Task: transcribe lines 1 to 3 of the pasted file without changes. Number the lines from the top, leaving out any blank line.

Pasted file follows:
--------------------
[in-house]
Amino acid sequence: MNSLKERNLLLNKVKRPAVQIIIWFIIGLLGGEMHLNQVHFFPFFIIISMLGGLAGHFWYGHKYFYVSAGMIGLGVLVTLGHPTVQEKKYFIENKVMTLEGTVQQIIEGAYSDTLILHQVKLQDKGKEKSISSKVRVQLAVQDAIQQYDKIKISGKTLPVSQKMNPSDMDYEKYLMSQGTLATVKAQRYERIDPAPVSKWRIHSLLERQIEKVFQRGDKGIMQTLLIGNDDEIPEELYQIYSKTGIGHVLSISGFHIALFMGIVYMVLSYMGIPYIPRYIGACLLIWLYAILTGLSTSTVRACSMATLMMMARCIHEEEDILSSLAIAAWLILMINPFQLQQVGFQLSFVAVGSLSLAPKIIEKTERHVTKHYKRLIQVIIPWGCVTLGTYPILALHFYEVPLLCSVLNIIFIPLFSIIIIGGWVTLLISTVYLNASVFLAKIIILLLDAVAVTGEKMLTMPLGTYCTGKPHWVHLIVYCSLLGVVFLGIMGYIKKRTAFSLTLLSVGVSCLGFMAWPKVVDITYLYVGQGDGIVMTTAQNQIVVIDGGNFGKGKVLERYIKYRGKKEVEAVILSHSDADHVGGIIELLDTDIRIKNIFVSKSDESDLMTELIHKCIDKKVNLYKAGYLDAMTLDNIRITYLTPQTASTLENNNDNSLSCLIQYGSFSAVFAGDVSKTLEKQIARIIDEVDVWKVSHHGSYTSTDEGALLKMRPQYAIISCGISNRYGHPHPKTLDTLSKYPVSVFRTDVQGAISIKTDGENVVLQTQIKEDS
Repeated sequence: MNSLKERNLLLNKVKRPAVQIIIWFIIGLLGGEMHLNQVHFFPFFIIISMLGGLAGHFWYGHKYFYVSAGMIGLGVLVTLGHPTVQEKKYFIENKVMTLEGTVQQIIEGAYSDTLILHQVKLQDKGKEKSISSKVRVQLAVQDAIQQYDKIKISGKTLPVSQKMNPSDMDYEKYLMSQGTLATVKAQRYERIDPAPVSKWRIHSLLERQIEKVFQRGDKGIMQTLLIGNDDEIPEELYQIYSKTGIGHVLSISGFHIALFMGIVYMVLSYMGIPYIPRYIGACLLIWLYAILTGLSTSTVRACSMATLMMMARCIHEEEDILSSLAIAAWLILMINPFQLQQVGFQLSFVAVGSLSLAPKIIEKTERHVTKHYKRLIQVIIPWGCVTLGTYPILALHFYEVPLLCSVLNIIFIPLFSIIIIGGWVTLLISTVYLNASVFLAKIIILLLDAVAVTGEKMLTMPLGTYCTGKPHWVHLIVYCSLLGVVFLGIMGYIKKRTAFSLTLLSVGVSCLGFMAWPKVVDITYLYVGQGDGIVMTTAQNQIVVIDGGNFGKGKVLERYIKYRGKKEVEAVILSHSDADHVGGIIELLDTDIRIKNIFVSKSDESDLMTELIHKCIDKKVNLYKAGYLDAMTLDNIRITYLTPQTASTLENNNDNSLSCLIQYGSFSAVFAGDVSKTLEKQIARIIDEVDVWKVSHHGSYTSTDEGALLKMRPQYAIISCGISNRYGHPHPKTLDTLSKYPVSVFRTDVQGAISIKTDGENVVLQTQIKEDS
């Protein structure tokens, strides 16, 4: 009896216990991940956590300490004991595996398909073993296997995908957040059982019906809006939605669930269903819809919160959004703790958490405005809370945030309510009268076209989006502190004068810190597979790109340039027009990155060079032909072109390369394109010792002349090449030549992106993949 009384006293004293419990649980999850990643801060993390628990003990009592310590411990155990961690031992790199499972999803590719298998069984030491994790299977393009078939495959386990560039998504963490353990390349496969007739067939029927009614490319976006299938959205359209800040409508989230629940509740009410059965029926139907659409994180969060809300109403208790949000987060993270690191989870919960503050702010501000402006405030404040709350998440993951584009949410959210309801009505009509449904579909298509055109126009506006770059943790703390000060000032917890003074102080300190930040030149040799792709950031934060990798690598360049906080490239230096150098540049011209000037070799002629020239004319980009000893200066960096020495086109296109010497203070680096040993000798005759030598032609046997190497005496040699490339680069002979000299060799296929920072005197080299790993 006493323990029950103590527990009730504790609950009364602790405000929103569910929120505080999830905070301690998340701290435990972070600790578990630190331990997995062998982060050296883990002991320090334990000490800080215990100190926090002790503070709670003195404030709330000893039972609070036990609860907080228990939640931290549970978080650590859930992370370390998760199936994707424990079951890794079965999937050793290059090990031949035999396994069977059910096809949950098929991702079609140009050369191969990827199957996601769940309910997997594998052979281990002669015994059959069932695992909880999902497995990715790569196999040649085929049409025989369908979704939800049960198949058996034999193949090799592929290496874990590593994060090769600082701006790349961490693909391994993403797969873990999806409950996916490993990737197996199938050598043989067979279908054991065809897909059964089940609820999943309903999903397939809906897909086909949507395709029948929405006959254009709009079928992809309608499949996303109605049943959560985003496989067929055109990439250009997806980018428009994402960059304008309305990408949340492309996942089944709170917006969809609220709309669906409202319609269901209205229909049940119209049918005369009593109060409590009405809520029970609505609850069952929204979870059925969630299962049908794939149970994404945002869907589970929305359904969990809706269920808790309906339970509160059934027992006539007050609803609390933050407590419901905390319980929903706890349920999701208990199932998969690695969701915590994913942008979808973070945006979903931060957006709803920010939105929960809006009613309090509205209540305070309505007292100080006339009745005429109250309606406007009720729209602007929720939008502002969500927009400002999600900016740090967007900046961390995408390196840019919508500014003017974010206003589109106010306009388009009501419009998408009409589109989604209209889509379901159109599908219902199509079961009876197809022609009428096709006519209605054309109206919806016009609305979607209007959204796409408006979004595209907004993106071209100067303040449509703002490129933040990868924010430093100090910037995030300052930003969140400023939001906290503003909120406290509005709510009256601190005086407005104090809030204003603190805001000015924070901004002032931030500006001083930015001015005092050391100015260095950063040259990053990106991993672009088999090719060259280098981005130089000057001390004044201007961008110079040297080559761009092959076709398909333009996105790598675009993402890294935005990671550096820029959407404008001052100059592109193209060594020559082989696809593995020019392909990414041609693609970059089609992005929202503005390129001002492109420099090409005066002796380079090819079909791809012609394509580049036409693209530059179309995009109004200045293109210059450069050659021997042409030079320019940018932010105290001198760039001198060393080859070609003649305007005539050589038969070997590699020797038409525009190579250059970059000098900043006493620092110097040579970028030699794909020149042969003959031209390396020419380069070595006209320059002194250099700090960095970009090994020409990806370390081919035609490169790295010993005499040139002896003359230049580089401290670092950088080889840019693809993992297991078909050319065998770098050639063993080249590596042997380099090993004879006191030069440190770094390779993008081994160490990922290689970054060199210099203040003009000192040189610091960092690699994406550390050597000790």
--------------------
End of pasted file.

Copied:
[in-house]
Amino acid sequence: MNSLKERNLLLNKVKRPAVQIIIWFIIGLLGGEMHLNQVHFFPFFIIISMLGGLAGHFWYGHKYFYVSAGMIGLGVLVTLGHPTVQEKKYFIENKVMTLEGTVQQIIEGAYSDTLILHQVKLQDKGKEKSISSKVRVQLAVQDAIQQYDKIKISGKTLPVSQKMNPSDMDYEKYLMSQGTLATVKAQRYERIDPAPVSKWRIHSLLERQIEKVFQRGDKGIMQTLLIGNDDEIPEELYQIYSKTGIGHVLSISGFHIALFMGIVYMVLSYMGIPYIPRYIGACLLIWLYAILTGLSTSTVRACSMATLMMMARCIHEEEDILSSLAIAAWLILMINPFQLQQVGFQLSFVAVGSLSLAPKIIEKTERHVTKHYKRLIQVIIPWGCVTLGTYPILALHFYEVPLLCSVLNIIFIPLFSIIIIGGWVTLLISTVYLNASVFLAKIIILLLDAVAVTGEKMLTMPLGTYCTGKPHWVHLIVYCSLLGVVFLGIMGYIKKRTAFSLTLLSVGVSCLGFMAWPKVVDITYLYVGQGDGIVMTTAQNQIVVIDGGNFGKGKVLERYIKYRGKKEVEAVILSHSDADHVGGIIELLDTDIRIKNIFVSKSDESDLMTELIHKCIDKKVNLYKAGYLDAMTLDNIRITYLTPQTASTLENNNDNSLSCLIQYGSFSAVFAGDVSKTLEKQIARIIDEVDVWKVSHHGSYTSTDEGALLKMRPQYAIISCGISNRYGHPHPKTLDTLSKYPVSVFRTDVQGAISIKTDGENVVLQTQIKEDS
Repeated sequence: MNSLKERNLLLNKVKRPAVQIIIWFIIGLLGGEMHLNQVHFFPFFIIISMLGGLAGHFWYGHKYFYVSAGMIGLGVLVTLGHPTVQEKKYFIENKVMTLEGTVQQIIEGAYSDTLILHQVKLQDKGKEKSISSKVRVQLAVQDAIQQYDKIKISGKTLPVSQKMNPSDMDYEKYLMSQGTLATVKAQRYERIDPAPVSKWRIHSLLERQIEKVFQRGDKGIMQTLLIGNDDEIPEELYQIYSKTGIGHVLSISGFHIALFMGIVYMVLSYMGIPYIPRYIGACLLIWLYAILTGLSTSTVRACSMATLMMMARCIHEEEDILSSLAIAAWLILMINPFQLQQVGFQLSFVAVGSLSLAPKIIEKTERHVTKHYKRLIQVIIPWGCVTLGTYPILALHFYEVPLLCSVLNIIFIPLFSIIIIGGWVTLLISTVYLNASVFLAKIIILLLDAVAVTGEKMLTMPLGTYCTGKPHWVHLIVYCSLLGVVFLGIMGYIKKRTAFSLTLLSVGVSCLGFMAWPKVVDITYLYVGQGDGIVMTTAQNQIVVIDGGNFGKGKVLERYIKYRGKKEVEAVILSHSDADHVGGIIELLDTDIRIKNIFVSKSDESDLMTELIHKCIDKKVNLYKAGYLDAMTLDNIRITYLTPQTASTLENNNDNSLSCLIQYGSFSAVFAGDVSKTLEKQIARIIDEVDVWKVSHHGSYTSTDEGALLKMRPQYAIISCGISNRYGHPHPKTLDTLSKYPVSVFRTDVQGAISIKTDGENVVLQTQIKEDS